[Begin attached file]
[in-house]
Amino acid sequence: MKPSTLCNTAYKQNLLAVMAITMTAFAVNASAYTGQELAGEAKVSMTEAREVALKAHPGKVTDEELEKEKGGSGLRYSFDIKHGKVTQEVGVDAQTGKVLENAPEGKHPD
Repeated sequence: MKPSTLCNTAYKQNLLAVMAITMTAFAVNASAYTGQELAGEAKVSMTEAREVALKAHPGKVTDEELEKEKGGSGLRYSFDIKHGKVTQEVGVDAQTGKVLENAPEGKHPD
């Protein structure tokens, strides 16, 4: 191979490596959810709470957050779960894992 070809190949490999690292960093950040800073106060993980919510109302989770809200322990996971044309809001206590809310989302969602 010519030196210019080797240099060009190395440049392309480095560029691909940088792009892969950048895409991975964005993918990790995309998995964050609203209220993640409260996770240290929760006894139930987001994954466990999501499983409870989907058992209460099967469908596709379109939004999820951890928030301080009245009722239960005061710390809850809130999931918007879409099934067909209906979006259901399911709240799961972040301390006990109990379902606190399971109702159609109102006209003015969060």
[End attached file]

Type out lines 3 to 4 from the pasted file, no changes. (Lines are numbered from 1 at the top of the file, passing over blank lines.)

Repeated sequence: MKPSTLCNTAYKQNLLAVMAITMTAFAVNASAYTGQELAGEAKVSMTEAREVALKAHPGKVTDEELEKEKGGSGLRYSFDIKHGKVTQEVGVDAQTGKVLENAPEGKHPD
């Protein structure tokens, strides 16, 4: 191979490596959810709470957050779960894992 070809190949490999690292960093950040800073106060993980919510109302989770809200322990996971044309809001206590809310989302969602 010519030196210019080797240099060009190395440049392309480095560029691909940088792009892969950048895409991975964005993918990790995309998995964050609203209220993640409260996770240290929760006894139930987001994954466990999501499983409870989907058992209460099967469908596709379109939004999820951890928030301080009245009722239960005061710390809850809130999931918007879409099934067909209906979006259901399911709240799961972040301390006990109990379902606190399971109702159609109102006209003015969060």